stages of the Indus Civilization. In Sub-period IIA, the pottery is impeccably Harappan and also includes the micaceous red ware and the black-and-red ware of Lothal affiliation; in Sub-period IIB the fabric of the pottery becomes coarser, and forms like beakers and goblets, already scarce in the preceding sub-period, were almost discarded. In Sub-period IIC new forms and fabrics were introduced. The last cultural period at the site is marked by the dominant use of the lustrous red ware which in fact began to be made in Sub-period IIC itself. The ware was often painted in black with less ambitious designs and animals like bulls, running deer, rows of birds, etc. Among the noteworthy finds was a terracotta figurine of a horse. Faience and steatite were almost unknown in the period. Prabhas Patan is situated on the south-western coast of Saurashatra at the mouth of the Haranya river near the port town of Vereval. 70 The excavation revealed a fivefold sequence of cultures of which the earlier three are Chalcolithic. These were marked by the use of what is termed Prabhas ware – a mossy grey-coloured pottery, painted in purple or dark brown with a design ornament usually set in panels or registers. The most predom- inant shape is a sub-spherical bowl which occurs in all sizes. Among the Harappan forms were the dish-on-stand and the stud-handled bowl. Late Harappan pottery of Rangpur Sub- period IIB was also in use, but there were no beakers, goblets or terracotta cakes. In the later phases, the lustrous red ware also came to be used. They used blades of chalcedony and even imported a few of obsidian. Besides they also used cubical chert weights and segmented faience beads. A unique seal amulet of steatite, obtained from levels ascribable to the later half of the second millennium b . c . and engraved on one side with seven stylized deer and on the other with five, deserves special mention. 70 Pandya, 1957 . 302 © UNESCO 1996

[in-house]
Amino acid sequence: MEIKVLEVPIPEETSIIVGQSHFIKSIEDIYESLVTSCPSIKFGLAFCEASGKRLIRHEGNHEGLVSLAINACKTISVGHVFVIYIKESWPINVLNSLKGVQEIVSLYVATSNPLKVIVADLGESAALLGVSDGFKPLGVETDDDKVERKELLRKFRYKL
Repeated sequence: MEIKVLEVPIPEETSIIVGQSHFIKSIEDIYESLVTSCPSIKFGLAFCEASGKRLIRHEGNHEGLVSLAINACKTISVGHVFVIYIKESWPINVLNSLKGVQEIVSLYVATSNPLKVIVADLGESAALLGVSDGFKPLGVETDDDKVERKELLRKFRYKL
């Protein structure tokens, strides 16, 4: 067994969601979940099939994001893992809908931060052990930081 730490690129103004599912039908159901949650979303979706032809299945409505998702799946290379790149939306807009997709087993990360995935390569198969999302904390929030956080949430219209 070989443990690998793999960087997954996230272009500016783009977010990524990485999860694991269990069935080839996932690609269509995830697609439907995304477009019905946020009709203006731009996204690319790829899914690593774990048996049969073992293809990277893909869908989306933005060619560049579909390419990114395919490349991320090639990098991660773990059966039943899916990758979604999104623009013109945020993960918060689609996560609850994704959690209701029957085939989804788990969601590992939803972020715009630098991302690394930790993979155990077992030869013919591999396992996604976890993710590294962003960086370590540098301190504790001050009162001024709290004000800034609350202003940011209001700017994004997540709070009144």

ISBN 978-92-3-102719-2 Lothal and other southern sites Rojdi is situated on the left bank of the Bhadar river about 55 km south of Rajkot. 71 The ancient site is thought to have been girt with a fortification wall built with large boulders. The excavations provided a sequence of two phases, of which the earlier was Harappan and the latter showed links with Prabhas, Rangpur IIB and IIC. An important evidence of the Harappan connection was the discovery of a convex-sided bowl inscribed with four Indus characters. Desalpur is located on the northern bank of the one depredatory stream Bamu-chels in Kutch. 72 The excavation revealed a 3-m-deep cultural deposit, of which the upper 75 cm belonged to the early historic period and the remaining 2.25 m to the Chalcolithic, further divided into Sub-period IA as mature Harappan and Sub-period IB as late Harappan. The Harappan settlement, measuring 130 × 100 m, was contained by a fortification wall built of partially dressed stones and reinforced with rectangular salients. A partially exposed structure in the central part of the settlement may have served as a partition wall separating the citadel part from the residential area. In Sub-period IA, besides the typical Harappan pottery and other finds, sherds of the so-called reserved slip ware were also found. In
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